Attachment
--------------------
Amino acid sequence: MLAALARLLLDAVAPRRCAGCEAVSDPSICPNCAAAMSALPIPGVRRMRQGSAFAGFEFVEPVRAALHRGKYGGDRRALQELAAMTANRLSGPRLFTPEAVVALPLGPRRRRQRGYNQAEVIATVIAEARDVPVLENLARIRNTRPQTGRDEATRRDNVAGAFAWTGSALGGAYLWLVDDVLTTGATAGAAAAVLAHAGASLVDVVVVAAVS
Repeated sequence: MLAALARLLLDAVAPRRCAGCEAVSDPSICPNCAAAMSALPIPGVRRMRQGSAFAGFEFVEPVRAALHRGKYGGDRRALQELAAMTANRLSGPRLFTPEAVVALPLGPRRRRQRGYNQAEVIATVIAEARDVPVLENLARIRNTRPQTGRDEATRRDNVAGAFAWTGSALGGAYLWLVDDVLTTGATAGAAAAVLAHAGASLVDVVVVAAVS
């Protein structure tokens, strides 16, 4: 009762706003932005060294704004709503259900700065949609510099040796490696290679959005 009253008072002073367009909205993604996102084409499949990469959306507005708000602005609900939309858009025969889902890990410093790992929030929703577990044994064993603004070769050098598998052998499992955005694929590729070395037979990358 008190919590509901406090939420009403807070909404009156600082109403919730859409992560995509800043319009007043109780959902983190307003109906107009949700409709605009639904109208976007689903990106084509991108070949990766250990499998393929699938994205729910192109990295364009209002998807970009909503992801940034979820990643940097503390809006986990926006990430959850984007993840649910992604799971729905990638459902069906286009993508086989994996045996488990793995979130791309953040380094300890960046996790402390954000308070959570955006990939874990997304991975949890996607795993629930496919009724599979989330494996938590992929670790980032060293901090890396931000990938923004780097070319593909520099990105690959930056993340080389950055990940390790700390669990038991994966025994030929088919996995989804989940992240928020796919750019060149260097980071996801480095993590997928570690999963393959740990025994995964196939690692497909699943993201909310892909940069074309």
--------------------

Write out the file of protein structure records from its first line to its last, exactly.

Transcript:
Amino acid sequence: MLAALARLLLDAVAPRRCAGCEAVSDPSICPNCAAAMSALPIPGVRRMRQGSAFAGFEFVEPVRAALHRGKYGGDRRALQELAAMTANRLSGPRLFTPEAVVALPLGPRRRRQRGYNQAEVIATVIAEARDVPVLENLARIRNTRPQTGRDEATRRDNVAGAFAWTGSALGGAYLWLVDDVLTTGATAGAAAAVLAHAGASLVDVVVVAAVS
Repeated sequence: MLAALARLLLDAVAPRRCAGCEAVSDPSICPNCAAAMSALPIPGVRRMRQGSAFAGFEFVEPVRAALHRGKYGGDRRALQELAAMTANRLSGPRLFTPEAVVALPLGPRRRRQRGYNQAEVIATVIAEARDVPVLENLARIRNTRPQTGRDEATRRDNVAGAFAWTGSALGGAYLWLVDDVLTTGATAGAAAAVLAHAGASLVDVVVVAAVS
């Protein structure tokens, strides 16, 4: 009762706003932005060294704004709503259900700065949609510099040796490696290679959005 009253008072002073367009909205993604996102084409499949990469959306507005708000602005609900939309858009025969889902890990410093790992929030929703577990044994064993603004070769050098598998052998499992955005694929590729070395037979990358 008190919590509901406090939420009403807070909404009156600082109403919730859409992560995509800043319009007043109780959902983190307003109906107009949700409709605009639904109208976007689903990106084509991108070949990766250990499998393929699938994205729910192109990295364009209002998807970009909503992801940034979820990643940097503390809006986990926006990430959850984007993840649910992604799971729905990638459902069906286009993508086989994996045996488990793995979130791309953040380094300890960046996790402390954000308070959570955006990939874990997304991975949890996607795993629930496919009724599979989330494996938590992929670790980032060293901090890396931000990938923004780097070319593909520099990105690959930056993340080389950055990940390790700390669990038991994966025994030929088919996995989804989940992240928020796919750019060149260097980071996801480095993590997928570690999963393959740990025994995964196939690692497909699943993201909310892909940069074309």